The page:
Transitions between historical eras are denoted mostly by the wars that separated them. I suppose it makes sense. Wars are relatively easy to remember: they’re big, loud, violent, and feature colorful heroes and villains. It’s the way history is taught and written about, and least in American schools. The same is not true for marking the transitions in humanity’s relationship with God from one era to the next. They’re not marked by wars, but if not, by what?
Holy scripture and the church year mark transitions from one era to another by significant moments in which conditions defining God’s relationship with humanity are changed dramatically, leaving God’s people confused and wondering what will come next. A time of confused wondering is hardly a memorable moment. We experience too many of them in ordinary life, but when they involve a new revelation from God that redefines humanity’s relationships with each other, creation, and God, they become historical markers of significance.
The story told in Hebrew scriptures unfolds from one transition to another as God is progressively revealed. In each, those to whom God has made ‘himself’ known in new ways are left in states of doubt, misunderstanding, and wonder as they try to figure out what’s going on, and what they’re expected to do. They are the stories of the patriarchs and Moses, judges, and prophets.
Hebrew scriptures have the luxury of wondering as they wander over two thousand years of revelation progressing from one era to the next. Christian scriptures compress it into a few decades on which hinge all of history and every era past, present and yet to come. No wonder the disciples were often in a state of confusion and doubt. Jesus brought an explosion of dramatic change into the world from the moment of his conception, through his death and resurrection, to his departure, which we remember tomorrow, Thursday, May 21, on the Feast of the Ascension.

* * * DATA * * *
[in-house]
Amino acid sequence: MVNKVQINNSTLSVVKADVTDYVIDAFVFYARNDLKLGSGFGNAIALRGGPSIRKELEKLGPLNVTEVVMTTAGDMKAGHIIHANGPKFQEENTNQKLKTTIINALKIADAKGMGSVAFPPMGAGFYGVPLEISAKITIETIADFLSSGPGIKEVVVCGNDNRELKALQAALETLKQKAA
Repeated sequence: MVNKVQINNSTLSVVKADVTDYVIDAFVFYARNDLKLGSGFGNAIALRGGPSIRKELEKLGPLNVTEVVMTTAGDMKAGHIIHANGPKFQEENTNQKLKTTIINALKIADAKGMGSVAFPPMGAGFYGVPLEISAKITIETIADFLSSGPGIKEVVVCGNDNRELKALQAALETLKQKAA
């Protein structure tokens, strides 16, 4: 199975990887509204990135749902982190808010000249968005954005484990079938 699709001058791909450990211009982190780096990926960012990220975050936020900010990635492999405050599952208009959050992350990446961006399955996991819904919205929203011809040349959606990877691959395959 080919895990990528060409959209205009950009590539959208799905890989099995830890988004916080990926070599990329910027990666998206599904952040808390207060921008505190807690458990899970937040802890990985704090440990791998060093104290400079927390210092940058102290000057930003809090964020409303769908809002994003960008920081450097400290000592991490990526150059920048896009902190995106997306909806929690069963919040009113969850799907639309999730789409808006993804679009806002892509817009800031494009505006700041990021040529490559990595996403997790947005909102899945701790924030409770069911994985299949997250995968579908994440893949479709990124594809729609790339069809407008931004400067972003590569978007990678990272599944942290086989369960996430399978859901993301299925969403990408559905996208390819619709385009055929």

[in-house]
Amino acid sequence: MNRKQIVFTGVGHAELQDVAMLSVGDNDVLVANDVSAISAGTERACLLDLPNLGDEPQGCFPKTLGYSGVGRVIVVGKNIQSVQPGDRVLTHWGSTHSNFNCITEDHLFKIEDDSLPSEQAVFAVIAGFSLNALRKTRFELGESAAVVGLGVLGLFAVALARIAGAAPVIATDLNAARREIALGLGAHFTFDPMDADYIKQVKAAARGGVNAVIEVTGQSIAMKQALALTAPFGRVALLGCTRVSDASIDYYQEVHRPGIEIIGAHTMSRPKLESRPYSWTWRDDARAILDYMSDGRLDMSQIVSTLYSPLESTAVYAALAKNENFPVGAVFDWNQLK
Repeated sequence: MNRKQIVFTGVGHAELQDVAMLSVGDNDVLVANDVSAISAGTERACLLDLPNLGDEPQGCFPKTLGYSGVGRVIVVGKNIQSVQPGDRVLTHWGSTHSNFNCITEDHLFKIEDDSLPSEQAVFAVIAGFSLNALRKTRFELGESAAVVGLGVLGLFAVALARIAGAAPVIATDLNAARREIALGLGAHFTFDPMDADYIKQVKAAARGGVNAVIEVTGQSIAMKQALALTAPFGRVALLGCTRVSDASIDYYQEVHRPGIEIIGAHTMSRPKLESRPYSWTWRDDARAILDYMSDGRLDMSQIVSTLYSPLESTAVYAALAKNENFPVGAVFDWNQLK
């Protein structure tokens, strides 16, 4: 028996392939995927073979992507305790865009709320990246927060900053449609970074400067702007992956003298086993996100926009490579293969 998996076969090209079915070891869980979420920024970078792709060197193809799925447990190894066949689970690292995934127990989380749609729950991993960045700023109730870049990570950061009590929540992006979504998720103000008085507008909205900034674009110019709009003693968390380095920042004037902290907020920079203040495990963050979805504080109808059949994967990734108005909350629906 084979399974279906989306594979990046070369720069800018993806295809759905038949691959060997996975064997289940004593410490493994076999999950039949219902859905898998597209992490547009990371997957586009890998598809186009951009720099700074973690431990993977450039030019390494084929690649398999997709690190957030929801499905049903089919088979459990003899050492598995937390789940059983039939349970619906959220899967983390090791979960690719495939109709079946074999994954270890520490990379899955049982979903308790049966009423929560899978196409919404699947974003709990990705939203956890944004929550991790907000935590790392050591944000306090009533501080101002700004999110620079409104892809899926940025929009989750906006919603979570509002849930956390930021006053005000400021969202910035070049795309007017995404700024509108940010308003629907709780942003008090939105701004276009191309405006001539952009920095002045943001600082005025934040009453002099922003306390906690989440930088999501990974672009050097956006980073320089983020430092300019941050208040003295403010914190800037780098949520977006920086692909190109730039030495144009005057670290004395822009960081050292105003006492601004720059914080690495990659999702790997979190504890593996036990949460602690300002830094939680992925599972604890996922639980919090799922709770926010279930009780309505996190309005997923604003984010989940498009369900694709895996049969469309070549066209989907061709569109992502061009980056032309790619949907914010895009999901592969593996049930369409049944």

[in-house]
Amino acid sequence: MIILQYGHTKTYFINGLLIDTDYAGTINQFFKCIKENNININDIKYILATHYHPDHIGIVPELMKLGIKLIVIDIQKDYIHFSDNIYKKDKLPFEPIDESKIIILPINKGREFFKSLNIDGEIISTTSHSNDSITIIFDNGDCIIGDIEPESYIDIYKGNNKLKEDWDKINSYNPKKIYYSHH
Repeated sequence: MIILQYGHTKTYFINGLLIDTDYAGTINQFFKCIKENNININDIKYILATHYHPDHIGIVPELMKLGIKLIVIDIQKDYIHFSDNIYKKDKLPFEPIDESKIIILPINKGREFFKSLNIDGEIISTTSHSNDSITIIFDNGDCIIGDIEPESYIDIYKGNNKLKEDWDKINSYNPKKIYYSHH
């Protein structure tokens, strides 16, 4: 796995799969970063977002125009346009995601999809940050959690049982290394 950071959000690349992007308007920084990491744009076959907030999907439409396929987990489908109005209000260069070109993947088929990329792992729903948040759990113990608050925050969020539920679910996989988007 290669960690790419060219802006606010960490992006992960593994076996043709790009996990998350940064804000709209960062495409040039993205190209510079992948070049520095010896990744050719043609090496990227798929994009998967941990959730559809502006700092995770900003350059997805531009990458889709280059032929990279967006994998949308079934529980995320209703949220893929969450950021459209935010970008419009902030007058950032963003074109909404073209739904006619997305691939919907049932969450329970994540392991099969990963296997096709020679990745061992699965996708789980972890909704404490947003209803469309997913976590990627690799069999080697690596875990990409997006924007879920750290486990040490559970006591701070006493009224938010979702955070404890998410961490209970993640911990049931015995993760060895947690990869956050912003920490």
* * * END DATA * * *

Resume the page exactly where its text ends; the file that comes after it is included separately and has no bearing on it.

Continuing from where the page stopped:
A popular Anglican prayer instructs us to read, mark, learn, and inwardly digest the story. His followers had no time to take it all in, much less inwardly digest it. Remember, it was only forty days ago that Jesus was crucified and buried. His resurrection was a surprise, hard to understand and easily disbelieved. It was more than disorienting to discover he was, and always had been, God incarnate, not just the young but uncommonly wise miracle working carpenter from Nazareth. Forty days is not long enough to get used to the idea, and suddenly, poof, he ascended out of sight. Never to be seen again? And now what? We call them disciples, but who did they think they were? What did they think they were supposed to do? And what, for crying out loud, was going to happen next?
We know that in ten days we will celebrate Pentecost and the outpouring of the Holy Spirit. We know that within thirty years the Christian faith would spread throughout the Roman Empire. They didn’t know that! How could they? All they could do was trust in God, whom they now knew in Christ Jesus.
We live in our own time of uncertainty, marked by too many wars to count, and now a pandemic that’s upset the economic fortunes of the entire world. It’s upsetting. It raises our anxieties. It’s important, no doubt about that. But as we were reminded last Sunday, it is in God that we live and move and have our being. God’s ways may not be our ways but in following Jesus we can be confident we are walking in God’s ways no matter what else is going on around us. Confused and wondering as we might be, let us follow the example of Mary, Peter and the others, and surrender our anxieties to God, even when we don’t know what will come next.